Plantar warts on the feet, also known as verrucas, as opposed to common warts , tend to grow inwards rather than outwards because of the constant pressure on them from standing and walking. Verrucas normally occur on the sole of the foot and are moist. The skin surface is rough and the shape irregular. They often have tiny black centres, appear in groups and become painful if they press on a nerve.
Verrucas are caused by a virus entering the foot, possibly via a slight area of damage – in the same way as common warts – and are very infectious, particularly among children. The virus loves warmth and moisture – and soggy feet! – so is easily passed on in such places as swimming pools and showers. If you have verrucas, therefore, you shouldn’t go barefoot until they have cleared up. Many swimming pools now provide plastic socks for children with verrucas to wear so as to avoid infecting others.
Verrucas can be treated with over-the-counter remedies which usually contain a keratolytic – salicylic acid, for example – to soften the verruca so that it can be cut out or pulled off. If possible, cover the verruca with a ring-pad plaster to protect the surrounding skin. Put a small quantity of the ointment or paint on the verruca, then cover it with a plaster for two to three days. After several applications, the verruca should separate from the surrounding healthy tissue. If this doesn’t happen within about two weeks, consult your doctor or chiropodist.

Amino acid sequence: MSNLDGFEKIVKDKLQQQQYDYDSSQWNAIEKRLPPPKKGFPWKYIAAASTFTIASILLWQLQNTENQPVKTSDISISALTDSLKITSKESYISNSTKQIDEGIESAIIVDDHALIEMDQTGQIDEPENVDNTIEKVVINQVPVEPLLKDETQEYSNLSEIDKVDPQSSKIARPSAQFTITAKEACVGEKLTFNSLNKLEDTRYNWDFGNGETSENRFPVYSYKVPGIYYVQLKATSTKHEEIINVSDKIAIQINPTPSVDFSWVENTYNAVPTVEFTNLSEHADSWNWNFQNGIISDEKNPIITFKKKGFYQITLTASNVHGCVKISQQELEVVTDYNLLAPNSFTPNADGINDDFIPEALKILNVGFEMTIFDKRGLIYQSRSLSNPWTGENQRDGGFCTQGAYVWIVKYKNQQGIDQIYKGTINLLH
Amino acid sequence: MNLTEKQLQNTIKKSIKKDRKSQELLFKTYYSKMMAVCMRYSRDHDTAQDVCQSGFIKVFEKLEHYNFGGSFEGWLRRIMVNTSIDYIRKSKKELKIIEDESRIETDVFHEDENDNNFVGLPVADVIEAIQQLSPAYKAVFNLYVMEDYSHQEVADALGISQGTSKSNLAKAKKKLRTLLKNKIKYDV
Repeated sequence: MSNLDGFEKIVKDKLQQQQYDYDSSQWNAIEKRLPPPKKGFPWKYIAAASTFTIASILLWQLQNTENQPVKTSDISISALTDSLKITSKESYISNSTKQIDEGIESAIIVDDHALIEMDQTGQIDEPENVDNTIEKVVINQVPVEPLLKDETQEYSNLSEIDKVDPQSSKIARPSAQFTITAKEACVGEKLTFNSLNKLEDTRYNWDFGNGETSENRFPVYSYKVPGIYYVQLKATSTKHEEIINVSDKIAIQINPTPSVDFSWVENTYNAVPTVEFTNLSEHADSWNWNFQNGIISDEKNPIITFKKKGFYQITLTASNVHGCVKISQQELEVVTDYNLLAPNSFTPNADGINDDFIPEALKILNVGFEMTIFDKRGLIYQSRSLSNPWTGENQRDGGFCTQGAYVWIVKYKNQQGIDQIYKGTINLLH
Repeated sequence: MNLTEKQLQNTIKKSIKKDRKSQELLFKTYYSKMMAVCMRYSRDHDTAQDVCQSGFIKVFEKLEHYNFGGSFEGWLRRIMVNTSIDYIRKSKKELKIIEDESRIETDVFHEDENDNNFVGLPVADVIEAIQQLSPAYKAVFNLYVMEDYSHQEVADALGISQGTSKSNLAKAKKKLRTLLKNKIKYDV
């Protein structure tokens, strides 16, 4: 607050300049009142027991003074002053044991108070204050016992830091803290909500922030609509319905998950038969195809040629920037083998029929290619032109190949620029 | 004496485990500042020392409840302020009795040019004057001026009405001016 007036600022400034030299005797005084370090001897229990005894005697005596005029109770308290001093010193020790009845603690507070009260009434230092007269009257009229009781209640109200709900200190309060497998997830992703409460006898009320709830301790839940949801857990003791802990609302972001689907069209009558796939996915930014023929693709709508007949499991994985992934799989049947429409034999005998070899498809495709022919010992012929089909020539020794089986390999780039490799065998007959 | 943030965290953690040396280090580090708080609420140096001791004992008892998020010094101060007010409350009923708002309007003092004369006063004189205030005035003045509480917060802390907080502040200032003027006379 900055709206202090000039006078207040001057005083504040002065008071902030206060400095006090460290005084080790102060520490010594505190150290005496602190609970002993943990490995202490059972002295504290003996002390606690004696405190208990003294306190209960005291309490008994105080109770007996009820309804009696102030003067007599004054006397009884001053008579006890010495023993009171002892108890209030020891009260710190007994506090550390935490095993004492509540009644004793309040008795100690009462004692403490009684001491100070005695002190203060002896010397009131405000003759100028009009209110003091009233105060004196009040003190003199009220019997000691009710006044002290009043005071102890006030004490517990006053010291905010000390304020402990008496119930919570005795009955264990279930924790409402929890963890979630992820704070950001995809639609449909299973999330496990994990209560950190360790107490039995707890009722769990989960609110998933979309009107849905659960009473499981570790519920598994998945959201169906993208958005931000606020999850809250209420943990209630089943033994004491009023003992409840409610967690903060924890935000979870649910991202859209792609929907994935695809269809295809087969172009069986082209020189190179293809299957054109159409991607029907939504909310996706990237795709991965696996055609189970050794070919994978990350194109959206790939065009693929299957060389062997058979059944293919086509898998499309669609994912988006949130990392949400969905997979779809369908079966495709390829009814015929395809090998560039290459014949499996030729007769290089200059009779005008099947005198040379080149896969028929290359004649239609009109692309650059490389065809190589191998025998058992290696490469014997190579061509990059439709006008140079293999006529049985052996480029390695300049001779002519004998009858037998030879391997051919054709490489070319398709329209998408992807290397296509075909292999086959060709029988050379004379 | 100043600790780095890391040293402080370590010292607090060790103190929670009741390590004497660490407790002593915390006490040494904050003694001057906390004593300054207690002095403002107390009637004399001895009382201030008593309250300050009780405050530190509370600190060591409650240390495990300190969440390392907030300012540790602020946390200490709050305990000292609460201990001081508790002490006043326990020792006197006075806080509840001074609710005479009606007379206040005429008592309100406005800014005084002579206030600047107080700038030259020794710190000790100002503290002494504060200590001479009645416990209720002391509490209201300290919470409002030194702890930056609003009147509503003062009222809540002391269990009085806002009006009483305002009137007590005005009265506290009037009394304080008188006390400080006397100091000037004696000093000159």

After a few days of treatment, the verruca will probably appear white or blanched. This is perfectly normal and indicates that the treatment is working well.
You can also get rid of verrucas with another form of treatment which doesn’t require the use of sticking plasters. Buy a non-keratolytic paint such as Glutarol which contains glutaraldehyde, a disinfectant working directly on the wart virus, inhibiting its activity. It also exerts a powerful anhidrotic, or anti-sweating effect, which reduces the tendency of warts and verrucas to spread, so helping to minimise the risk of cross-infection.
Other methods of removing verrucas if they become painful are cryotherapy – ‘freezing’ them with liquid nitrogen; Imrning’ with an electric cautery; or scraping them out with a scalpel called a curette. Often a local anaesthetic will be given first to numb the surrounding area. A chiropodist is usually the best person to consult about recurrent or persistent verrucas.
Sufferers from diabetes should always consult a doctor about foot problems because they can more easily pick up infection.
Compound W, Cupal Verruca Treat-ment, Duofilm, Glutarol, Salactol